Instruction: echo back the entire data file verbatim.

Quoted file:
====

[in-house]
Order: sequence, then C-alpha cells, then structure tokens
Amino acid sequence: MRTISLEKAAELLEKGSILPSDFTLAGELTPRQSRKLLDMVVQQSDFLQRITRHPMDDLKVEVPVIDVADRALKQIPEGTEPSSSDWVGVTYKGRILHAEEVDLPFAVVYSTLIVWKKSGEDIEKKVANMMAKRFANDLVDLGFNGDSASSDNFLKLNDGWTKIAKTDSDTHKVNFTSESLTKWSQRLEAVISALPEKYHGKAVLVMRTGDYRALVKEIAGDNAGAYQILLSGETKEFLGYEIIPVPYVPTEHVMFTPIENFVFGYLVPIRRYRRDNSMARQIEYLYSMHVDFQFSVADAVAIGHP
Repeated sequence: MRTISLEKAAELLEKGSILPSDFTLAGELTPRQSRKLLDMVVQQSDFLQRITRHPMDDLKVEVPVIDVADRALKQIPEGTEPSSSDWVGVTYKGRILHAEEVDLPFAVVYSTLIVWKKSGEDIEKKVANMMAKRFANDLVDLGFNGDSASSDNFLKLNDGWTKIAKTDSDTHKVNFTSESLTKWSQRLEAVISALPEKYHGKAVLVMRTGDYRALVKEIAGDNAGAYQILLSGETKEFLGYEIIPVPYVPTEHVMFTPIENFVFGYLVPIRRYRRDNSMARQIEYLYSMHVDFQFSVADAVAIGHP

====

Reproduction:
[in-house]
Order: sequence, then C-alpha cells, then structure tokens
Amino acid sequence: MRTISLEKAAELLEKGSILPSDFTLAGELTPRQSRKLLDMVVQQSDFLQRITRHPMDDLKVEVPVIDVADRALKQIPEGTEPSSSDWVGVTYKGRILHAEEVDLPFAVVYSTLIVWKKSGEDIEKKVANMMAKRFANDLVDLGFNGDSASSDNFLKLNDGWTKIAKTDSDTHKVNFTSESLTKWSQRLEAVISALPEKYHGKAVLVMRTGDYRALVKEIAGDNAGAYQILLSGETKEFLGYEIIPVPYVPTEHVMFTPIENFVFGYLVPIRRYRRDNSMARQIEYLYSMHVDFQFSVADAVAIGHP
Repeated sequence: MRTISLEKAAELLEKGSILPSDFTLAGELTPRQSRKLLDMVVQQSDFLQRITRHPMDDLKVEVPVIDVADRALKQIPEGTEPSSSDWVGVTYKGRILHAEEVDLPFAVVYSTLIVWKKSGEDIEKKVANMMAKRFANDLVDLGFNGDSASSDNFLKLNDGWTKIAKTDSDTHKVNFTSESLTKWSQRLEAVISALPEKYHGKAVLVMRTGDYRALVKEIAGDNAGAYQILLSGETKEFLGYEIIPVPYVPTEHVMFTPIENFVFGYLVPIRRYRRDNSMARQIEYLYSMHVDFQFSVADAVAIGHP